Recently published prevalence estimates of neglected tropical diseases (NTDs) in five Latin American countries — Bolivia, Cuba, Ecuador, Nicaragua and Venezuela — could suggest a new direction for United States foreign policy in the region, according to a tropical-disease expert at Rice University’s Baker Institute for Public Policy.
Dr. Peter Hotez, the fellow in disease and poverty at the Baker Institute, outlined his insights in a new editorial, “The NTDs and Vaccine Diplomacy in Latin America: Opportunities for United States Foreign Policy,” published in the open-access journal PLoS Neglected Tropical Diseases.
He is available for media interviews on the topic. “NTDs are commonly found wherever poverty is pervasive and the Latin American and Caribbean region’s major NTDs — Chagas disease, cutaneous leishmaniasis, dengue, intestinal helminth infections and malaria (mostly vivax malaria) — are highly endemic in Bolivia, Ecuador, Nicaragua and Venezuela, while dengue is also an important NTD in Cuba,” Hotez said.
“Approximately 14-15 percent of the cases of these NTDs occur in Bolivia, Ecuador, Nicaragua and Venezuela, despite the fact that these countries only comprise about 10 percent of the region’s population.” Hotez said such high numbers of people affected by NTDs afford potential opportunities for the U.S. to work with these countries in programs of science and global health diplomacy.
“These programs might include bilateral cooperative efforts to implement disease control and elimination programs for the major NTDs, potentially relying on shared expertise between the U.S. and the disease-endemic countries,” he said. There may also be specific opportunities for “vaccine diplomacy,” a form of science diplomacy focused on “joint development of lifesaving vaccines and related technologies” conducted by scientists from “nations that often disagree ideologically” or even those “actively engaged in hostile actions,” Hotez said.
Both the U.S. and Cuba stand out for their programs of vaccine research and development, with Cuba’s Instituto Finlay, for example, belonging to the renowned Developing Countries Vaccine Manufacturers Network.
“Joint U.S.-Cuba programs in NTD vaccines, possibly including scientists from Bolivia, Ecuador, Nicaragua or Venezuela, offer additional mechanisms on this front,” Hotez said. Hotez is dean of the National School of Tropical Medicine at Baylor College of Medicine, where he is a professor in the Department of Pediatrics and the Department of Molecular Virology and Microbiology, head of the Section of Pediatric Tropical Medicine and the Texas Children’s Hospital Endowed Chair of Tropical Pediatrics.
Hotez is also president of the Sabin Vaccine Institute and Texas Children’s Hospital’s Center for Vaccine Development. To interview Hotez, contact Jeff Falk, associate director of national media relations at Rice, at email@example.com or 713-348-6775. -30-
Follow the Baker Institute via Twitter @BakerInstitute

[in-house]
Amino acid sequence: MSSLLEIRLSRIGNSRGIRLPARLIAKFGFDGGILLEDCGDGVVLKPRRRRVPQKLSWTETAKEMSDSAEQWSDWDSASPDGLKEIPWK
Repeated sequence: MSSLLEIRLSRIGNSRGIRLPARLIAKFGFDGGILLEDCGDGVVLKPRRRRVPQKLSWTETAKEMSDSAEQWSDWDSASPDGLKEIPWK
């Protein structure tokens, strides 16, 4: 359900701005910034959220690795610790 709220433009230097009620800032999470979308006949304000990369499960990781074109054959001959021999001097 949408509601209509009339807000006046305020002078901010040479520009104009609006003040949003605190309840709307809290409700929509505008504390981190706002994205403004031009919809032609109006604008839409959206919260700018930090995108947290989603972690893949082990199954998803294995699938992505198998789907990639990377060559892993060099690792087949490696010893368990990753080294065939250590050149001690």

Follow Rice News and Media Relations via Twitter @RiceUNews
Hotez biography: http://bakerinstitute.org/experts/peter-j-hotez.
Founded in 1993, Rice University’s Baker Institute ranks among the top 15 university-affiliated think tanks in the world. As a premier nonpartisan think tank, the institute conducts research on domestic and foreign policy issues with the goal of bridging the gap between the theory and practice of public policy. The institute’s strong track record of achievement reflects the work of its endowed fellows, Rice University faculty scholars and staff, coupled with its outreach to the Rice student body through fellow-taught classes — including a public policy course — and student leadership and internship programs. Learn more about the institute at www.bakerinstitute.org or on the institute’s blog, http://blogs.chron.com/bakerblog.
Jeff Falk | Eurek Alert!
Chances to treat childhood dementia
24.07.2017 | Julius-Maximilians-Universität Würzburg
World first: Massive thrombosis removed during early pregnancy
20.07.2017 | Universitätsspital Bern
3-D shape acquisition using water displacement as the shape sensor for the reconstruction of complex objects
A global team of computer scientists and engineers have developed an innovative technique that more completely reconstructs challenging 3D objects. An ancient...
Physicists have developed a new technique that uses electrical voltages to control the electron spin on a chip. The newly-developed method provides protection from spin decay, meaning that the contained information can be maintained and transmitted over comparatively large distances, as has been demonstrated by a team from the University of Basel’s Department of Physics and the Swiss Nanoscience Institute. The results have been published in Physical Review X.
For several years, researchers have been trying to use the spin of an electron to store and transmit information. The spin of each electron is always coupled...
What is the mass of a proton? Scientists from Germany and Japan successfully did an important step towards the most exact knowledge of this fundamental constant. By means of precision measurements on a single proton, they could improve the precision by a factor of three and also correct the existing value.
To determine the mass of a single proton still more accurate – a group of physicists led by Klaus Blaum and Sven Sturm of the Max Planck Institute for Nuclear...
The research team of Prof. Dr. Oliver Einsle at the University of Freiburg's Institute of Biochemistry has long been exploring the functioning of nitrogenase....
A one trillion tonne iceberg - one of the biggest ever recorded -- has calved away from the Larsen C Ice Shelf in Antarctica, after a rift in the ice,...
21.07.2017 | Event News
19.07.2017 | Event News
12.07.2017 | Event News
24.07.2017 | Power and Electrical Engineering
24.07.2017 | Materials Sciences
24.07.2017 | Materials Sciences